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Doug Hill finally placed on Landmarks calendar

After nearly 15 years an application to designate Douglaston Hill as a city landmark area was put on the Landmarks Preservation Commission’s calendar Tuesday, setting the stage for the neighborhood to become a historic...

By Ayala Ben-Yehuda

The waiting is finally over.

After nearly 15 years an application to designate Douglaston Hill as a city landmark area was put on the Landmarks Preservation Commission’s calendar Tuesday, setting the stage for the neighborhood to become a historic district.

The so-called calendaring clears the way for a public hearing on the conservation of Douglaston Hill’s turn-of-the-century homes, an effort begun by the neighborhood’s preservationists in 1989.

The long-awaited move to be placed on the agency’s calendar represents a de facto approval of the historic district by the commission, Councilman Tony Avella (D-Bayside) said.

“The practice has been once it gets calendared, it does get approved down the road,” Avella said.

The action also puts a hold on demolition permits issued by the city Department of Buildings for 40 days, a stipulation that many residents had hoped would save the architecturally significant houses in the area from destruction by developers.

Neighbors picketed outside a 1901 Queen Anne house at 240-35 43rd Ave. that went up for sale last fall amid rumors it was going to be torn down.

Bill Sievers, vice president of the Douglaston-Little Neck Historical Society, said of the district’s probable designation, “I’m delighted. It’s something very positive and one of the things that we have really been struggling to achieve.”

Landmarks Preservation Commission Chairman Robert Tierney and his staff met with residents at the Zion Episcopal Church last month and heard entreaties from people who wanted to make sure their properties were included in the district.

The district as proposed includes 31 homes within jaggedly drawn borders of the Long Island Rail Road, parts of 240th Street, 42nd and 43rd avenues, 242nd and 243rd streets.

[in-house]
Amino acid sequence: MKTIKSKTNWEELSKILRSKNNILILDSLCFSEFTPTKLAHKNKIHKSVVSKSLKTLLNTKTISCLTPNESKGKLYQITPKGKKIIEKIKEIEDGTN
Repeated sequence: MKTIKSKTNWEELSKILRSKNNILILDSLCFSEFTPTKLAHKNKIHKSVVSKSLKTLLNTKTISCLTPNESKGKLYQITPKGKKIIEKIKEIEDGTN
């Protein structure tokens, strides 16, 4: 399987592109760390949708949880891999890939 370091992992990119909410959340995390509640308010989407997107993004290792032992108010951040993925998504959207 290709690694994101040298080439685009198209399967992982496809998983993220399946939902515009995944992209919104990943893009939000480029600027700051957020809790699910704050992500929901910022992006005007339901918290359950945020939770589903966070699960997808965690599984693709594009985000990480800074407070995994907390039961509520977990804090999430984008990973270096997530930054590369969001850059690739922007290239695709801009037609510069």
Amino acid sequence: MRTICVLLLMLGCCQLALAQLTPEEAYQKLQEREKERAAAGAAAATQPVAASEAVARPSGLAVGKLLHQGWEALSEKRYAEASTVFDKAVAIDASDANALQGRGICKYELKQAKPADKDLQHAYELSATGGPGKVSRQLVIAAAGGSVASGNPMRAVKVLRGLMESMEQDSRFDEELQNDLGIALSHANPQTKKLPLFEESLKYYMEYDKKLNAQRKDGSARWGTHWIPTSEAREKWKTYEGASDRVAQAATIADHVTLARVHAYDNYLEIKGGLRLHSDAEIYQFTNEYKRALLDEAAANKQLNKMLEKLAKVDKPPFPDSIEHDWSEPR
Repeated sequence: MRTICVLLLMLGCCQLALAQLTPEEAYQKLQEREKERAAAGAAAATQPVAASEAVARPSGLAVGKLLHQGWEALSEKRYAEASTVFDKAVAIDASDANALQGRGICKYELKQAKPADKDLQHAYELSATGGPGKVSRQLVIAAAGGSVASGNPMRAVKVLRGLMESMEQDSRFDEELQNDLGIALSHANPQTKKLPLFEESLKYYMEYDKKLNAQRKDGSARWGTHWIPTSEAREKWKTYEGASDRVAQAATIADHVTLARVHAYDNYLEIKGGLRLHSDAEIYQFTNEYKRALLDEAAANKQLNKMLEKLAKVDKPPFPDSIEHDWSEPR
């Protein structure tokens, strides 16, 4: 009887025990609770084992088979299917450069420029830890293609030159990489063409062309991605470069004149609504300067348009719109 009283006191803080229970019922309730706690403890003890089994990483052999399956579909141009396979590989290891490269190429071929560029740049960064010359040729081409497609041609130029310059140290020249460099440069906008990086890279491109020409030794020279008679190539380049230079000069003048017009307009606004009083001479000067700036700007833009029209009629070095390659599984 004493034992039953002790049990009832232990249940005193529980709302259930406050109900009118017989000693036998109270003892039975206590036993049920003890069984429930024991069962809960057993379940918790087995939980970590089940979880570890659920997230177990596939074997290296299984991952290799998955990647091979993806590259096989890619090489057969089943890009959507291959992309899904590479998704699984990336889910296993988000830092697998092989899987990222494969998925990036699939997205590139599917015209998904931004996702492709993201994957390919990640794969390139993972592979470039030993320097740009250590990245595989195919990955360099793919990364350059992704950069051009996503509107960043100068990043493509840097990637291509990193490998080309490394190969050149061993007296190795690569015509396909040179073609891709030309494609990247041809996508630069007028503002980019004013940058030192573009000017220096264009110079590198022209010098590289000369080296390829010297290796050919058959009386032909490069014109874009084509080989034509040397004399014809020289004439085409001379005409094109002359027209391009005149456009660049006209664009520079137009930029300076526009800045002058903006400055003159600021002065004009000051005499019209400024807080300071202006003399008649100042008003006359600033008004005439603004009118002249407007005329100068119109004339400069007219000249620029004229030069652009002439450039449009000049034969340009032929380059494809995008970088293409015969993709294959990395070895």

The office of state Sen. Frank Padavan (R-Bellerose) released a statement saying “because of pressure brought by Sen. Padavan and area residents, the commission has given the application its highest priority. Sen. Padavan and the commission have been working together closely to advance the matter.”

Tuesday’s meeting was to be followed by a public hearing on a date to be determined at which members of the public can speak for or against the landmarking.

“It’s a shame it took this long,” Avella said. “They never gave up.”

Preservationist Paul Graziano, who has been pressing for Douglaston Hill’s designation, said the process had been dragged out by two factors: past Queens borough presidents’ ties to developers and the commission’s bias against detached houses.

“They have a 1960s mentality of what historic preservation is, which are brownstones and rowhouses,” said Graziano, a situation he said resulted in only seven suburban-style historic districts in the city out of a total of 82 districts.

Under landmarking, property owners must obtain permission from the Landmarks Preservation Commission to make changes other than ordinary repairs and certain interior alterations.

“Landmarking doesn’t stop areas from being developed,” said Graziano, “but it does control development much more closely than zoning or planning does.”

Reach reporter Ayala Ben-Yehuda by e-mail at or call 718-229-0300, Ext. 146.

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